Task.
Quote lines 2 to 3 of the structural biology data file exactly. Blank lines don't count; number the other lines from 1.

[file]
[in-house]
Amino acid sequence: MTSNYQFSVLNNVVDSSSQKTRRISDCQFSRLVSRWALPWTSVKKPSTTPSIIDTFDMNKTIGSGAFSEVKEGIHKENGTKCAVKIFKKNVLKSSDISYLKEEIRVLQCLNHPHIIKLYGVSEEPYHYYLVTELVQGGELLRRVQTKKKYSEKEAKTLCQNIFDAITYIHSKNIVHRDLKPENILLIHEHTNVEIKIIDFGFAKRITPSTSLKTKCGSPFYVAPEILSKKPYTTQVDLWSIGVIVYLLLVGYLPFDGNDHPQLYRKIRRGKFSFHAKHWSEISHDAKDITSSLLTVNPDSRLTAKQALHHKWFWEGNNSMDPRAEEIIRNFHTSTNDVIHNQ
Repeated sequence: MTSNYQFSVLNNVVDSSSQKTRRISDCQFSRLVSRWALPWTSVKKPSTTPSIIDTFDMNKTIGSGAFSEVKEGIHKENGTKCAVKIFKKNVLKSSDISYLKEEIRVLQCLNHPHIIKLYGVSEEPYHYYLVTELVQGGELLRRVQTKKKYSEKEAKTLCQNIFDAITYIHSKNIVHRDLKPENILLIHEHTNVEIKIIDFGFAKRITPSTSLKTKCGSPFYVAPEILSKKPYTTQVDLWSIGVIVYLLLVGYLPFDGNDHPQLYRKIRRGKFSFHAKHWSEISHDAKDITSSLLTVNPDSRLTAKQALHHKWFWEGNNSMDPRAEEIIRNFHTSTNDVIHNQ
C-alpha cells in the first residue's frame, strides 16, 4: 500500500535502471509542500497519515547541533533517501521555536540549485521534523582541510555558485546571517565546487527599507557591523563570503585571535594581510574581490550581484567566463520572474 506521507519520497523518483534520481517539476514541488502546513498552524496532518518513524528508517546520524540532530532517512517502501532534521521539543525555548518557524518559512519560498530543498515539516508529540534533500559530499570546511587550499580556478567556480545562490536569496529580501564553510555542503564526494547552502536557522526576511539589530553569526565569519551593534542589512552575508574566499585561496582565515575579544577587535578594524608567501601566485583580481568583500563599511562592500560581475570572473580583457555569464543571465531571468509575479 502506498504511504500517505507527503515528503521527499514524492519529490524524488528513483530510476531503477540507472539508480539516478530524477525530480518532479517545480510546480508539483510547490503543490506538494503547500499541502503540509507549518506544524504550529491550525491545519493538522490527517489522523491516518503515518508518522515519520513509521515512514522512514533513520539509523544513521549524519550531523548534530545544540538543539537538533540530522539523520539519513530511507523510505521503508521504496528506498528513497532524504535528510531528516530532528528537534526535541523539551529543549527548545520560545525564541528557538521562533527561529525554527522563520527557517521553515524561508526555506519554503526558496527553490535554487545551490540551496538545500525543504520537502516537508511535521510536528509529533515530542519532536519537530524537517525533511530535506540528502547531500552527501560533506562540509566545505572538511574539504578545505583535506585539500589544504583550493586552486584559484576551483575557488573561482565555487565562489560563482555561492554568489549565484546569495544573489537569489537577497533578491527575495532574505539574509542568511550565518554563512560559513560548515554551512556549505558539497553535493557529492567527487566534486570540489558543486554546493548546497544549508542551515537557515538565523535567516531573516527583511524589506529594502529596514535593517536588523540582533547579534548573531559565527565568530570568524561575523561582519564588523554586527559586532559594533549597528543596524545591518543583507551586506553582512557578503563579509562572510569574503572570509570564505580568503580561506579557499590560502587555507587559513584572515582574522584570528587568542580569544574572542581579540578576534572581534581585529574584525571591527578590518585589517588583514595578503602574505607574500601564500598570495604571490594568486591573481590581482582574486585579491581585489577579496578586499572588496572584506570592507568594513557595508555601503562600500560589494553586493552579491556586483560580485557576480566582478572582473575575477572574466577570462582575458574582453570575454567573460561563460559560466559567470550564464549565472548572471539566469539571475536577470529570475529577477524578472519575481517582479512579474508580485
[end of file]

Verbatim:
Amino acid sequence: MTSNYQFSVLNNVVDSSSQKTRRISDCQFSRLVSRWALPWTSVKKPSTTPSIIDTFDMNKTIGSGAFSEVKEGIHKENGTKCAVKIFKKNVLKSSDISYLKEEIRVLQCLNHPHIIKLYGVSEEPYHYYLVTELVQGGELLRRVQTKKKYSEKEAKTLCQNIFDAITYIHSKNIVHRDLKPENILLIHEHTNVEIKIIDFGFAKRITPSTSLKTKCGSPFYVAPEILSKKPYTTQVDLWSIGVIVYLLLVGYLPFDGNDHPQLYRKIRRGKFSFHAKHWSEISHDAKDITSSLLTVNPDSRLTAKQALHHKWFWEGNNSMDPRAEEIIRNFHTSTNDVIHNQ
Repeated sequence: MTSNYQFSVLNNVVDSSSQKTRRISDCQFSRLVSRWALPWTSVKKPSTTPSIIDTFDMNKTIGSGAFSEVKEGIHKENGTKCAVKIFKKNVLKSSDISYLKEEIRVLQCLNHPHIIKLYGVSEEPYHYYLVTELVQGGELLRRVQTKKKYSEKEAKTLCQNIFDAITYIHSKNIVHRDLKPENILLIHEHTNVEIKIIDFGFAKRITPSTSLKTKCGSPFYVAPEILSKKPYTTQVDLWSIGVIVYLLLVGYLPFDGNDHPQLYRKIRRGKFSFHAKHWSEISHDAKDITSSLLTVNPDSRLTAKQALHHKWFWEGNNSMDPRAEEIIRNFHTSTNDVIHNQ